More than eighty species of plants are endemic to the range and the park is particularly rich in banksias, eucalypts, orchids and verticordias (feather flowers). 

The landscape displays a mosaic of thicket, mallee-heath, woodland and wetland habitats plus a unique and threatened ‘montane’ plant community found only on the tops of the high peaks. 

Among the most beautiful and iconic of the plants are the darwinias, or mountain bells. Nine species of mountain bell have been identified in the park and only one of these is found outside Stirling Range. 

Phytophthora dieback is a major problem in the Stirling Range. Caused by a microscopic water mould that dwells in the soil, this plant pathogen kills plants by rotting their roots. 

Dieback threatens biodiversity by not only killing plants but also by destroying wildlife habitat, placing the health and survival of whole ecosystems at risk. 

Animal life

Nearly 150 bird species have been sighted in the park including the western rosella (Platycerus icterotis), red-capped parrot (Purpureicephalus spurius), western whistler (Pachycephala fuligonosa), splendid fairy-wren (Malurus splendens), wedge-tailed eagle (Aquila audax) and western spinebill (Acanthorhynchus superciliosus). 

The most commonly spotted native mammals are the western grey kangaroo (Macropus fuliginosus) and western brush wallaby (Notamacropus irma). With luck, you may see a quokka (Setonix brachyurus) or a quenda (Isoodon fusciventer). 

Reptiles, amphibians and invertebrates are plentiful including endemic and threatened invertebrates. Spiders, snails and earthworms survive in cool moist refuges between the peaks. Venomous snakes such as tiger snakes (Notechis scutatus) and dugites (Pseudonaja affinis) are present but rarely seen.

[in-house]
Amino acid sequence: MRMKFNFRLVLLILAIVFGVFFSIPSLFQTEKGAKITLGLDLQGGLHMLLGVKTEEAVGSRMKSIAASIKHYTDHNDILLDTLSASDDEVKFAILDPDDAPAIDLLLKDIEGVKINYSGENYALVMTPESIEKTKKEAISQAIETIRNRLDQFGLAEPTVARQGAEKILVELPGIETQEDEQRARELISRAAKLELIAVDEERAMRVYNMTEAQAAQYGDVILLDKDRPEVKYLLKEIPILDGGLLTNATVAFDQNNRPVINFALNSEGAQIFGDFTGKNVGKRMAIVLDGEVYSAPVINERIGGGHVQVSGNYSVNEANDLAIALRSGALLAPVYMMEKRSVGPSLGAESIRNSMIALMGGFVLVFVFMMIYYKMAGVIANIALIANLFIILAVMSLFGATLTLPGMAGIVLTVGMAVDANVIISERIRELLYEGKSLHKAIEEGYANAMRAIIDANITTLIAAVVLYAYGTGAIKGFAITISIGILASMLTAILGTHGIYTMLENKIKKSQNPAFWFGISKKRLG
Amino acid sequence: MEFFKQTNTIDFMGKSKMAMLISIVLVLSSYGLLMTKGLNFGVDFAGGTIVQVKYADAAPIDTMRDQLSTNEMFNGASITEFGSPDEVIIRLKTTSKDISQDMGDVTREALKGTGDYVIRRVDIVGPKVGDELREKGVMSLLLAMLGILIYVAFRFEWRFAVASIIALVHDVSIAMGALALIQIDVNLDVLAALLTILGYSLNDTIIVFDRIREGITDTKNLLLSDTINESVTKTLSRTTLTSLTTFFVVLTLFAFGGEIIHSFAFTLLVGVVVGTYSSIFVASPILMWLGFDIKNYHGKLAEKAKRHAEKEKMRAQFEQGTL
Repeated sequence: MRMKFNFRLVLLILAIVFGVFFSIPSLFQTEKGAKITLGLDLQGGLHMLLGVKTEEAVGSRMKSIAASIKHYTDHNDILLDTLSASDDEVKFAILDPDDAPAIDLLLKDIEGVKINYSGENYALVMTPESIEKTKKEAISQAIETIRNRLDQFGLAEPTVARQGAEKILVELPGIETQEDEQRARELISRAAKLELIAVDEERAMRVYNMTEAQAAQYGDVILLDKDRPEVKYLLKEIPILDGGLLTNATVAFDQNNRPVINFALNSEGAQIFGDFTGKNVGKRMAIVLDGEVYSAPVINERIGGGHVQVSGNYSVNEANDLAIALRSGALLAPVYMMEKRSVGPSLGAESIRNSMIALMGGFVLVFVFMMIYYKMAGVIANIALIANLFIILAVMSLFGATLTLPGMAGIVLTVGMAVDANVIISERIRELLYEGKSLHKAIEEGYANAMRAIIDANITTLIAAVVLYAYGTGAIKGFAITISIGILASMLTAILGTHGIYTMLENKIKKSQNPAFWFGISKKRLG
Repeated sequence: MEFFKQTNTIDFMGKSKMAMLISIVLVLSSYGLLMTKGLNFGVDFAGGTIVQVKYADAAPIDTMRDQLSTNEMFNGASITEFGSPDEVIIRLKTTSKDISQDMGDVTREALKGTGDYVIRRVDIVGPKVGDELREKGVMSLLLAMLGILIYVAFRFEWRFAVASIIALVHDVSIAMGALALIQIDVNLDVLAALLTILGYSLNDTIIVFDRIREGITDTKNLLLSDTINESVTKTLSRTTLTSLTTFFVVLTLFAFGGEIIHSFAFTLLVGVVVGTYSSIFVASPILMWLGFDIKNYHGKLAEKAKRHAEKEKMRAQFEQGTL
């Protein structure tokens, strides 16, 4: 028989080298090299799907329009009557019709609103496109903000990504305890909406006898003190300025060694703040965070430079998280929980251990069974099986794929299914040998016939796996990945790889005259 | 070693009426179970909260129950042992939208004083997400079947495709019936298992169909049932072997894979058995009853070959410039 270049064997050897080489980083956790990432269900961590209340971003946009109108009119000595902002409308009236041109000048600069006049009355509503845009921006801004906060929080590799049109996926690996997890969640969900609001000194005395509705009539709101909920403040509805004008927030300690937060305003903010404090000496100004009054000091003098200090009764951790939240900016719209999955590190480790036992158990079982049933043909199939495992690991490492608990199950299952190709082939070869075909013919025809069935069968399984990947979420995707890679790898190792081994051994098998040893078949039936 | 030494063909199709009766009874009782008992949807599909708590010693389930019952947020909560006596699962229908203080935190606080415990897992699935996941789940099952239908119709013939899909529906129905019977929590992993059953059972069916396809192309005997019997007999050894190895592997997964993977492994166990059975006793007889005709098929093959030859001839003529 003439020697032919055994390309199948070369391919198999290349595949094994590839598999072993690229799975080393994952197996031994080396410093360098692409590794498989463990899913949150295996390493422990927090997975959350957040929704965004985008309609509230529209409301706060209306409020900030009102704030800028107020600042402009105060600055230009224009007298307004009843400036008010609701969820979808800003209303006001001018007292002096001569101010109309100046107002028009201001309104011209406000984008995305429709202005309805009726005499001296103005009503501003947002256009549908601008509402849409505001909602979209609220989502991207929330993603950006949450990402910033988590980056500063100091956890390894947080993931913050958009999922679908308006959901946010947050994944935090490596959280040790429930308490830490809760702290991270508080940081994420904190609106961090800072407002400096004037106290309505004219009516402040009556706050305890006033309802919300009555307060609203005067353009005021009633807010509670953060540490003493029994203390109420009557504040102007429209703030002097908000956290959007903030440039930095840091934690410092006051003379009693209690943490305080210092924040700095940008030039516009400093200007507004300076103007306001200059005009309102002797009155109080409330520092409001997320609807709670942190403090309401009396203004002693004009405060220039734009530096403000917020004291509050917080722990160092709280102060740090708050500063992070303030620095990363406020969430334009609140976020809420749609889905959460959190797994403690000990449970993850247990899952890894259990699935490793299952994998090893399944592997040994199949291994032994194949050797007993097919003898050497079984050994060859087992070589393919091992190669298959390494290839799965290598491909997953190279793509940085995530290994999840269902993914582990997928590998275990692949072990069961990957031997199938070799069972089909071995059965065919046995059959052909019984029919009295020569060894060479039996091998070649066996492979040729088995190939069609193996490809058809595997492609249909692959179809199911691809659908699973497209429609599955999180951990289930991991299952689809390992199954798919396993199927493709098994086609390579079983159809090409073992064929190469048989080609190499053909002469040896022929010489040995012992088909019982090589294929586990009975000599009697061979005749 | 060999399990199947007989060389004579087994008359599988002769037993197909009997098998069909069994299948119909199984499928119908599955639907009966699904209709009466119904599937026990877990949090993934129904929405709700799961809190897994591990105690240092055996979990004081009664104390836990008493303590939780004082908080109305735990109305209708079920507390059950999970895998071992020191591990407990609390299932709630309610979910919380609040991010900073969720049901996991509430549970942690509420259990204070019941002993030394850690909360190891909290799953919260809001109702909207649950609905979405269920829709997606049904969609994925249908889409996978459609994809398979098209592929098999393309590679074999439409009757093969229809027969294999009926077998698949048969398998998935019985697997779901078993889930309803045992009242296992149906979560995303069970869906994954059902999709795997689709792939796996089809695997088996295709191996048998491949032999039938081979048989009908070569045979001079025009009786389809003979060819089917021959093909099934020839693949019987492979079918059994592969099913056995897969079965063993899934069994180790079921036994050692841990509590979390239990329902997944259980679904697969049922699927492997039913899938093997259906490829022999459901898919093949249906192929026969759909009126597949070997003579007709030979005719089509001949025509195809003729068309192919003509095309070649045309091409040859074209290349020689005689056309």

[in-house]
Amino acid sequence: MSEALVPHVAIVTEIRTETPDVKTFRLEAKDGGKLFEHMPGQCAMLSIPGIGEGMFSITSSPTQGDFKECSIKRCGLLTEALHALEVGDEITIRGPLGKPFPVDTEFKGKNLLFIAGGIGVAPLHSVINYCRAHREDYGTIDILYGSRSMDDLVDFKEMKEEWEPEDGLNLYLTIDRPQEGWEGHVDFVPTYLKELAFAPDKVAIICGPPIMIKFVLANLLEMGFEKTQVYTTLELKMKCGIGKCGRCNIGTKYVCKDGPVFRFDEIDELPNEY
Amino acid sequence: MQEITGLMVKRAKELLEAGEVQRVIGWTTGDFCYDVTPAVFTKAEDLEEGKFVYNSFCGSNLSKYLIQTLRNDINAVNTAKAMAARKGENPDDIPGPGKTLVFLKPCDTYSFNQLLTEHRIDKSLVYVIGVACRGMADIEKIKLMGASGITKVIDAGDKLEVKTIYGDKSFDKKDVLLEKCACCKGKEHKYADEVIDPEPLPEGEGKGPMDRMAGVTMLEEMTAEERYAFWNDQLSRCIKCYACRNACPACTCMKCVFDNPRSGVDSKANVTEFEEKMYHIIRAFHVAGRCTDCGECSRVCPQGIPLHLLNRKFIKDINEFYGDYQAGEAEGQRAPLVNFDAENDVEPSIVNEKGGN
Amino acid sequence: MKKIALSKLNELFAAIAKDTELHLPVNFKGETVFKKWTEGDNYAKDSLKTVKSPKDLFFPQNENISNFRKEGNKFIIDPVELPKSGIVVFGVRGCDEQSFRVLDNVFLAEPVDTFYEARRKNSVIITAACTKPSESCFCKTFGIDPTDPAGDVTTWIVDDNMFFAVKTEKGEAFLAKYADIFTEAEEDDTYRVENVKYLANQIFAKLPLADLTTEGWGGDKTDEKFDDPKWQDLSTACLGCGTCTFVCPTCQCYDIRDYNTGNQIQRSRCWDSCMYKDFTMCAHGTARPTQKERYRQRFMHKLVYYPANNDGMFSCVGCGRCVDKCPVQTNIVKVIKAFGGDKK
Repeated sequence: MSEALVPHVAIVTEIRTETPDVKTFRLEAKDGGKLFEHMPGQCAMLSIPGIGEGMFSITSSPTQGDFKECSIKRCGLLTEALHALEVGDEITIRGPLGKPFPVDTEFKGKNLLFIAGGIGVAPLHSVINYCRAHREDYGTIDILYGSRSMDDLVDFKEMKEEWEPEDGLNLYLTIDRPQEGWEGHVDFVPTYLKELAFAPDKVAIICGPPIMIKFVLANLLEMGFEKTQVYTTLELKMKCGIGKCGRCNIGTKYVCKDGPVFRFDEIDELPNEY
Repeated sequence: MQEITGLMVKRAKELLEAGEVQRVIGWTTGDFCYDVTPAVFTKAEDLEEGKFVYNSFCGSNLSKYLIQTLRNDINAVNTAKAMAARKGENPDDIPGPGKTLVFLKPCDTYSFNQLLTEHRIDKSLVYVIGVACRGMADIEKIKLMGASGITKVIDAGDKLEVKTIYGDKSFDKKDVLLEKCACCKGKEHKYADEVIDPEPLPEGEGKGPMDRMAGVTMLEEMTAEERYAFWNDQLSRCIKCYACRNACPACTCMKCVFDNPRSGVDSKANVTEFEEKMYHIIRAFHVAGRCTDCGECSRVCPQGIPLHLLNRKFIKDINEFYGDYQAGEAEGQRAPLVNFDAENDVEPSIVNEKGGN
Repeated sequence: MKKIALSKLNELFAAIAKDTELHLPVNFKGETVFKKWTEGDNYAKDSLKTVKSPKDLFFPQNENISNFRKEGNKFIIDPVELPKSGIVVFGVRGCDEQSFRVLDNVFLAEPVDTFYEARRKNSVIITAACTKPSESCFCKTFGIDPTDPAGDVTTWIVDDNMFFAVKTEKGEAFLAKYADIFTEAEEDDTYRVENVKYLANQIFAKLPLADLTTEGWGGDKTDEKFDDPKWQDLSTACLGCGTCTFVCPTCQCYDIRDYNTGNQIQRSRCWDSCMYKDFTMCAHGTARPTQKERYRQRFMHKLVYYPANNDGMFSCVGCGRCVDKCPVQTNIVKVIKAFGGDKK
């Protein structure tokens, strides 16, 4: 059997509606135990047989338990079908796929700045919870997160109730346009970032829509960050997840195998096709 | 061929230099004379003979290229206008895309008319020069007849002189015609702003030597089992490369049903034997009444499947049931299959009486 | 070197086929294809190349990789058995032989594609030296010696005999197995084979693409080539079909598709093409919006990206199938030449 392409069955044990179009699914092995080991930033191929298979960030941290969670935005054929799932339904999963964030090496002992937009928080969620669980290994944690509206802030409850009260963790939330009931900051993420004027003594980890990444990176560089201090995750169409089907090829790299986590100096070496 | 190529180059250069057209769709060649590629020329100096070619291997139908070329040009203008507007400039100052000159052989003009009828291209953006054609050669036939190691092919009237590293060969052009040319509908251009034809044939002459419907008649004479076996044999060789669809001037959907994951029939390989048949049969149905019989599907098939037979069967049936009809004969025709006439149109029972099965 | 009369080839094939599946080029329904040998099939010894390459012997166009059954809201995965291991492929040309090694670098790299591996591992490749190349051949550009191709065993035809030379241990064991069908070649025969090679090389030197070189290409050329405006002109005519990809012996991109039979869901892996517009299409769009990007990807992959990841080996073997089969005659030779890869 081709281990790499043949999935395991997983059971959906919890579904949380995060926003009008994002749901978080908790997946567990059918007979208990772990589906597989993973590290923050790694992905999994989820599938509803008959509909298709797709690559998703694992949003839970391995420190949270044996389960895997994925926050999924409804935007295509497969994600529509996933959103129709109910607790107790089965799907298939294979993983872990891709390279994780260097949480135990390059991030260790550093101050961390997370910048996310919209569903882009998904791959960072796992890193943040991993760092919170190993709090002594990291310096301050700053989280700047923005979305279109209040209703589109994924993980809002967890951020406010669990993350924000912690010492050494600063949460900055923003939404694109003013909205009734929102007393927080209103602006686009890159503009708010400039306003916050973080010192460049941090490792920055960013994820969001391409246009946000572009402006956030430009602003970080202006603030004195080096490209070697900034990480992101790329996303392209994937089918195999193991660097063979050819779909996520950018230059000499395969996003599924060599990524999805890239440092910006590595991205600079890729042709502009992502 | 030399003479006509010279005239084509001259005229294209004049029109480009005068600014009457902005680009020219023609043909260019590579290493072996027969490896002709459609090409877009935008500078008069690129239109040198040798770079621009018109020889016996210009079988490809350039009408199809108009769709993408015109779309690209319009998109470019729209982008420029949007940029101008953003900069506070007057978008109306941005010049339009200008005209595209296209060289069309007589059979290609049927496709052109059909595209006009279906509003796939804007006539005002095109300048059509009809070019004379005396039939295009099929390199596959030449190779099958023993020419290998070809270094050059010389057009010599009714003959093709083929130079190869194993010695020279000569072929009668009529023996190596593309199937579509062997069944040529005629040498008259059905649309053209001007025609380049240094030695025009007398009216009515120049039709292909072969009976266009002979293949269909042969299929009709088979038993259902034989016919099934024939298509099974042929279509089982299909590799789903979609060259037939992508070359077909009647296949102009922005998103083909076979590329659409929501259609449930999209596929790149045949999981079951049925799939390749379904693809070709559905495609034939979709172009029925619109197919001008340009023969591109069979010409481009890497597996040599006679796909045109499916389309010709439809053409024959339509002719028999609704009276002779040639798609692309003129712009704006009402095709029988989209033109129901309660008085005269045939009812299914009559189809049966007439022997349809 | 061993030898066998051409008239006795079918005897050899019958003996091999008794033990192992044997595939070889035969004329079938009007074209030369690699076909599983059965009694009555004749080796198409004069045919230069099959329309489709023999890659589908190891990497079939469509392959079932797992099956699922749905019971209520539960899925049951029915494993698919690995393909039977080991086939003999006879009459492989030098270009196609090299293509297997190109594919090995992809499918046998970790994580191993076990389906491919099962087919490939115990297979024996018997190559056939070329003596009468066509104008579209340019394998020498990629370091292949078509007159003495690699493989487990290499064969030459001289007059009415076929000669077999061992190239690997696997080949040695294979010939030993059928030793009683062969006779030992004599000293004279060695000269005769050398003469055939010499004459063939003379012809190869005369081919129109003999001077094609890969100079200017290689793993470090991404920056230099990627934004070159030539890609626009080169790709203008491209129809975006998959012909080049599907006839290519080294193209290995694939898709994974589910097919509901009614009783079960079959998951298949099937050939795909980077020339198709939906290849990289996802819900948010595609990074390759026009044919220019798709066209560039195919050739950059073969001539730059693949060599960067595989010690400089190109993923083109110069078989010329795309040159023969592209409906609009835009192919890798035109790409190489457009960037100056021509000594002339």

More than a billion years ago, a shallow sea covered the area. Minerals, soil, sand and the bones of tiny sea creatures slowly drifted down through the water to form ayer upon layer of sediment, transformed into layers of rock by the pressure created from their own weight. Ripple marks can still be seen on exposed rock layers on the peaks showing compacted layers of sediment.

Massive forces created by the Australian continent colliding with other continents eventually caused the rocks to buckle and rise. Chester Pass and Red Gum Pass show the course of rivers that flowed south during the early stages of the range’s formation. 

The weathering forces of wind, rain, heat and cold steadily worked to erode the range into the jagged shape visitors can see today.

Spikey white flower

Do it yourself

  • Where is it? 80 kilometres north of Albany or 400 kilometres south-east of Perth. 
  • Total area: 115,920 hectares 
  • Best time to visit: Late spring and early summer (October to December) when the days become warmer, and wildflowers are at their peak. Winter (June to August) is often cold and wet but can also offer crisp sunny days. 
  • Things to do: Camping, bushwalking and adventure activities.
  • Staying safe in the park: Prepare for all weather as conditions may change unexpectedly. Carry and drink plenty of water - one litre per person per hour per day. Wear boots or other sturdy footwear and take extra care near rock edges. 
  • Nearest Parks and Wildlife Service office 120 Albany Highway, Albany, (08) 9842 4500.